For people at high risk of cardiovascular disease (CVD), more personalized risk assessments and new cholesterol-lowering treatment options are among the central recommendations in the 2018 cholesterol guidelines from the American Heart Association (AHA) and the American College of Cardiology (ACC). The guidelines also state that a lifetime approach to lowering cholesterol is the key to reducing cardiovascular risk. Among the highlights and recommendations for clinicians:
- Emphasize a heart-healthy lifestyle across the life course in all individuals.
- More detailed risk assessments can help determine a patient’s need for cholesterol-lowering treatment, if their risk status is uncertain of if treatment isn’t clear.
- Statins are still the first choice of treatment for lowering cholesterol.
- However, new treatment options for high-risk patients include a maximum intensity statin treatment, adding ezetimibe if desired low-density lipoprotein cholesterol (LDL-C) levels aren’t met, and then adding a PCSK9 inhibitor if further cholesterol reduction is needed.
Grundy SM, Stone NJ, Bailey AL, et al. 2018 AHA/ACC/AACVPR/AAPA/ABC/ACPM/ADA/AGS/APhA/ASPC/NLA/PCNA guideline on the management of blood cholesterol. [Published online ahead of print November 10, 2018]. Circulation. doi:10.1161/CIR.0000000000000625.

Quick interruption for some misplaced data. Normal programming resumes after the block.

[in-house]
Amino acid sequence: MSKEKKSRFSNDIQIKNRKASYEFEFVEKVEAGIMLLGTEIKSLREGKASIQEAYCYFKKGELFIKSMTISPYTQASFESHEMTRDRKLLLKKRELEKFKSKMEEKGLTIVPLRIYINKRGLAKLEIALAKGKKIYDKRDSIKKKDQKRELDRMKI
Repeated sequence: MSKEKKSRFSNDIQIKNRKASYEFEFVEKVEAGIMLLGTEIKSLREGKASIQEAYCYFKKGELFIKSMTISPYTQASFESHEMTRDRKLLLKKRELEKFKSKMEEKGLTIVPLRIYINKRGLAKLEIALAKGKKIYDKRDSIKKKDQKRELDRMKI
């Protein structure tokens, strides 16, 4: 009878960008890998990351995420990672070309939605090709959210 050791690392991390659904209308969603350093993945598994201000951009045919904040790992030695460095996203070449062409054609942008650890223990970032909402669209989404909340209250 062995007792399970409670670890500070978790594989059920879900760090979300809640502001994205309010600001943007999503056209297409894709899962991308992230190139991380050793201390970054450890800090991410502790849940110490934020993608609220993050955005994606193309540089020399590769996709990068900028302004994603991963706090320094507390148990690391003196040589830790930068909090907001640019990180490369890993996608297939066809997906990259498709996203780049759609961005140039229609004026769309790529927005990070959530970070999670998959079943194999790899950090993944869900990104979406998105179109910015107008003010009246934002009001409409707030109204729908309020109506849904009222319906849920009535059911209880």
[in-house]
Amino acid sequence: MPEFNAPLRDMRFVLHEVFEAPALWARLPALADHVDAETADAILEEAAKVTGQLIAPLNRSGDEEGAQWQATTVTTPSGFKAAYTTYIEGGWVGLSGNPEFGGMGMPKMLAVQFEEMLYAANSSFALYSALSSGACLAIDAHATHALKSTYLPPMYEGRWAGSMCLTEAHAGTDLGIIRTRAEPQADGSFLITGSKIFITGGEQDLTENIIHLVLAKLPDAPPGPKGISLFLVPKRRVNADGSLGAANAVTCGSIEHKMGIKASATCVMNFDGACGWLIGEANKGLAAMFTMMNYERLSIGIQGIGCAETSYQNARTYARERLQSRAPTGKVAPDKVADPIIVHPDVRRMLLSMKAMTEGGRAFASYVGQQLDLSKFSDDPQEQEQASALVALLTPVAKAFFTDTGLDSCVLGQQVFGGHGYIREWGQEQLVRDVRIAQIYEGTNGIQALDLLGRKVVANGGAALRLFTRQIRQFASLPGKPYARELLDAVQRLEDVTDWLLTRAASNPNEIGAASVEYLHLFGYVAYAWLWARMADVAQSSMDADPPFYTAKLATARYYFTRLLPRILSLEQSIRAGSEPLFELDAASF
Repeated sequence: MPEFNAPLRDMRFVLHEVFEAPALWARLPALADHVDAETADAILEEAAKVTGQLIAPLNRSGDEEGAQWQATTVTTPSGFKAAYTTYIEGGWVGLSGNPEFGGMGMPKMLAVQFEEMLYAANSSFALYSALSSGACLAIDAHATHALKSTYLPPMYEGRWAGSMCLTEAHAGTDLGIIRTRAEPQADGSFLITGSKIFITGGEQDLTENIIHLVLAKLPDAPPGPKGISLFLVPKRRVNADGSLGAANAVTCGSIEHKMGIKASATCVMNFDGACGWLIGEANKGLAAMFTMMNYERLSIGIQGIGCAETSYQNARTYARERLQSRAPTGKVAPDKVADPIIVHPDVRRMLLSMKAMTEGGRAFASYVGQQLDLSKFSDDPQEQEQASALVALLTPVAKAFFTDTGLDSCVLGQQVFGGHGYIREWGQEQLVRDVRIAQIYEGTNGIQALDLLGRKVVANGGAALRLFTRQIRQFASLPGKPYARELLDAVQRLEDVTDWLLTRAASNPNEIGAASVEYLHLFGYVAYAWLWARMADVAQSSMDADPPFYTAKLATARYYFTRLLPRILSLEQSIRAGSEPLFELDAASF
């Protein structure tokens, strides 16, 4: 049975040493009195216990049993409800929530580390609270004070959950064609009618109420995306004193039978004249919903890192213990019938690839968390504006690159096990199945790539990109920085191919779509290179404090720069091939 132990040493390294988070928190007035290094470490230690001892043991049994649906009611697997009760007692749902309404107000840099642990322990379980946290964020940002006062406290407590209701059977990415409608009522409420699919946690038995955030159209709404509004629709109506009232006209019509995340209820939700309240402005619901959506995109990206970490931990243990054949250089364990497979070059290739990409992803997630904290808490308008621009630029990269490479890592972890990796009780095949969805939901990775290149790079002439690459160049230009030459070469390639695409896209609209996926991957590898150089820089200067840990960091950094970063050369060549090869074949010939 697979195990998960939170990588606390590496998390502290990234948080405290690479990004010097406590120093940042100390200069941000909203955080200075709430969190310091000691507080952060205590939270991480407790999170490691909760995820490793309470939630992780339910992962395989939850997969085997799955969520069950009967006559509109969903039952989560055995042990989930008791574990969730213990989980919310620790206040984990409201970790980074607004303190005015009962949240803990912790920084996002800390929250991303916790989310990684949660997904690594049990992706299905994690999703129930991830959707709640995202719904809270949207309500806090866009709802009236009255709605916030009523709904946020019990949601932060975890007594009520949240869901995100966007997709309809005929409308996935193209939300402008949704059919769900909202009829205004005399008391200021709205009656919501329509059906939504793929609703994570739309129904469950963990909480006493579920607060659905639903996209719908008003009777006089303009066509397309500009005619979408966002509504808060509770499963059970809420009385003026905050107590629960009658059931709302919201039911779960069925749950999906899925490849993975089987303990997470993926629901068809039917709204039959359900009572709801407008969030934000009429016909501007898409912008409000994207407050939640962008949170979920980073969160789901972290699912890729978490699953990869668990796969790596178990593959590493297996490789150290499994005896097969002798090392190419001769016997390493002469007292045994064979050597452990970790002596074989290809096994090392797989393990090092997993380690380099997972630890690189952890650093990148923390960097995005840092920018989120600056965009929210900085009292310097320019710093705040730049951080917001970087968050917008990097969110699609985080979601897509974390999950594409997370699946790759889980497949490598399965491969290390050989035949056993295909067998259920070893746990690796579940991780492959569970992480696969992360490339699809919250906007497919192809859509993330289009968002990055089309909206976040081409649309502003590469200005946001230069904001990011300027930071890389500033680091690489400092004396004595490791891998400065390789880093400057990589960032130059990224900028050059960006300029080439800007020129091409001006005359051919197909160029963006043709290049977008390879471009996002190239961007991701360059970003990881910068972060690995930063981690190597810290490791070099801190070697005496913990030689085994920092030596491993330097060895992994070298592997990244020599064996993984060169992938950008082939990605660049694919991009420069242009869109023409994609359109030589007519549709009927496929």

The AHA/ACC released new cholesterol-lowering guidelines updating the 2013 report. The new guidelines encourage life-long prevention with lifestyle modification. For individuals under 60 years of age, the pooled-cohort risk equation can estimate a lifetime risk for an ASCVD event. Younger patients may have a low 10-year ASCVD risk and not meet criteria for a statin-benefit group but may have a high lifetime risk. Further risk assessment including the quantification of coronary artery calcium can help with further risk stratification of these individuals and help determine when to start lipid-lowering therapy. In addition, the guidelines suggest that very-high risk patients on maximal statin therapy with an LDL-C greater than 70 mg/dl may benefit from combination lipid-lowering therapy with the addition of ezetimibe or a PCSK9 inhibitor. —Matthew Sorrentino, MD